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Labour launch manifesto for local elections with pledges on transport and net-zero

New promises include the return of a free city centre bus and £3.5m for renewable energy on community buildings.

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Labour councillors and campaigners at Park Hill.

Sheffield Labour.

Sheffield's Labour Party have launched their manifesto for upcoming local elections on 5 May.

Pledges include the return of the FreeBee city centre free bus and £3.5 million to generate renewable energy from community buildings including libraries, schools and council buildings.

The manifesto also re-commits to making the city net-zero by 2030, and says that the party will "go even further" with the district heating network, potentially building an energy storage facility.

“No matter where you live, you should expect the same high standard of living," said local Labour leader Terry Fox, who is also leader of the Council, and deputy leader Julie Grocutt.

"Underpinning every decision Labour makes is a commitment to tackling inequalities and levelling-up the city, but in a uniquely Sheffield way."

Elections to Sheffield City Council take place in three out of four years and Labour release a manifesto for each election, meaning that some of the pledges also appeared in last year's document.

The party will be hoping to take some seats back from the Greens and Liberal Democrats in May, when a third of the council's 84 members will be up for re-election.

At the last election in May 2021, the party lost overall control of the council for the first time since 2010, and have since governed in a loose coalition with the 13 Green Party councillors.

Of the 28 seats up for election – one in every ward in the city – 16 are currently held by Labour, 9 by the Lib Dems and 3 by the Greens.

Others parties haven't yet released a manifesto for the election, but a recent budget proposal by the Greens put forward a Workplace Parking Levy, which would charge employers with city centre parking spaces to fund improvements to public transport.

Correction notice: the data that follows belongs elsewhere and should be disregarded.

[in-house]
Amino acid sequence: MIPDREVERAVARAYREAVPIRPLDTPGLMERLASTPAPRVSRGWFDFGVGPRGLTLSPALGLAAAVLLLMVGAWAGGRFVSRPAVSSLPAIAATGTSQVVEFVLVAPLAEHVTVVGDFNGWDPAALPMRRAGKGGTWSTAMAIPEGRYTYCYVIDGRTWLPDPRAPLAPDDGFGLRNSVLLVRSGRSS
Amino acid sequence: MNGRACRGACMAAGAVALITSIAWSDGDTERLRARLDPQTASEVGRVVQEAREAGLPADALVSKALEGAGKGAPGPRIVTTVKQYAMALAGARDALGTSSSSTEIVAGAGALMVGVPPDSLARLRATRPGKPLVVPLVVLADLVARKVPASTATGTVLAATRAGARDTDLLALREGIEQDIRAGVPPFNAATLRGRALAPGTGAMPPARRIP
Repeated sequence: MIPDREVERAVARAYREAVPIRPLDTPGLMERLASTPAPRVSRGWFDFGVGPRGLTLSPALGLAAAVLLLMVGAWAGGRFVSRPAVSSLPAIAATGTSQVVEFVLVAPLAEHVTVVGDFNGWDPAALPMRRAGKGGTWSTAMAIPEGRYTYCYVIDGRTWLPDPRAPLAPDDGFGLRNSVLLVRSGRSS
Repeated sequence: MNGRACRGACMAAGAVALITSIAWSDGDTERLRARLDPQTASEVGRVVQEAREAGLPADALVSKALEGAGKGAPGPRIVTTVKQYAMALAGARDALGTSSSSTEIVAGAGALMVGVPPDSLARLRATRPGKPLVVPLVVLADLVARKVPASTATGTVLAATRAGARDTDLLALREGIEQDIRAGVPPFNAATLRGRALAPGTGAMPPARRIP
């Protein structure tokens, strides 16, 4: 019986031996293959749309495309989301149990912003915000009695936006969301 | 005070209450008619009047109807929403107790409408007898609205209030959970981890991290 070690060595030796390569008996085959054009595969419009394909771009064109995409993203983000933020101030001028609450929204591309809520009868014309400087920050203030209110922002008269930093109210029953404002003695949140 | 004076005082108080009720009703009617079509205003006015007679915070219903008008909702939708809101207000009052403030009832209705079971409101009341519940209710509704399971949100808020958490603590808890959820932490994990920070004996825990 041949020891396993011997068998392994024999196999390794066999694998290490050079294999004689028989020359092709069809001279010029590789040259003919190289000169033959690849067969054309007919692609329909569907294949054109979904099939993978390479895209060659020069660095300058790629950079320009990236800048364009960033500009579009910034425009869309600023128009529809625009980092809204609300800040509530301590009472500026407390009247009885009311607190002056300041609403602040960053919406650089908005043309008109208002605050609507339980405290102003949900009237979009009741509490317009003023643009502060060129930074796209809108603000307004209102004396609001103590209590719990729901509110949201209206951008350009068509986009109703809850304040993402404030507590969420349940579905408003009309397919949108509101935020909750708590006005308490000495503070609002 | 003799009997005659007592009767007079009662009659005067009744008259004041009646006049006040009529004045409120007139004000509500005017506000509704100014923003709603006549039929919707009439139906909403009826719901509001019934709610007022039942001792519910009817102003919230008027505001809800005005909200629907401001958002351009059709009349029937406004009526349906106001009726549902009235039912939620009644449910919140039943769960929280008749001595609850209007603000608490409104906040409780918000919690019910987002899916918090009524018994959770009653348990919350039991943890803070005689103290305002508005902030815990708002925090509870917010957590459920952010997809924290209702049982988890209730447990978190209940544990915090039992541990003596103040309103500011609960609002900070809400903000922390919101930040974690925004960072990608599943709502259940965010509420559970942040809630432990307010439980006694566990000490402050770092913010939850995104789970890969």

"Other councils like Leicester and across Scotland are also looking to introduce employers’ Workplace Parking Levies, so why not Sheffield, if we actually want to generate more money to invest in public transport?” said Green councillor Ruth Mersereau.

The Greens also backed the return of the FreeBee bus, which stopped running in 2014, and called for councillors to "set an example" by removing their ability to claim parking expenses.

Both parties support South Yorkshire taking back public control of its buses, though campaigners fear other councils in the region will backtrack on the project.

Local Green leader Douglas Johnson said that his party would "provide genuine support for public transport with an honest approach to the cost of car parking and the real benefits of safe and convenient walking and cycling routes.”

Fox and Grocutt said their coalition partners' approach to the climate crisis "seems to be to just hit people in their pockets, regardless of who can afford it," claiming that Labour backed "a more inclusive – but no less radical – way of delivering the required change."

On housing Labour's manifesto backs city-wide landlord licensing for the first time, calling for the creation of a 'Sheffield standard' for all homes, including private and council tenants.

The Greens also support city-wide licensing, which would see every private landlord in the city have to pass quality checks and inspections before leasing homes to tenants.

Labour also say they will work to create an internationally-renowned 'Gallery for the North'. Although this isn't named, it probably refers to plans to build a new home for S1 Artspace at Park Hill.

The full list of candidates for the 28 seats up for election on 5 May will be published on 5 April. Now Then will cover other parties' manifestos in the run-up to the election.

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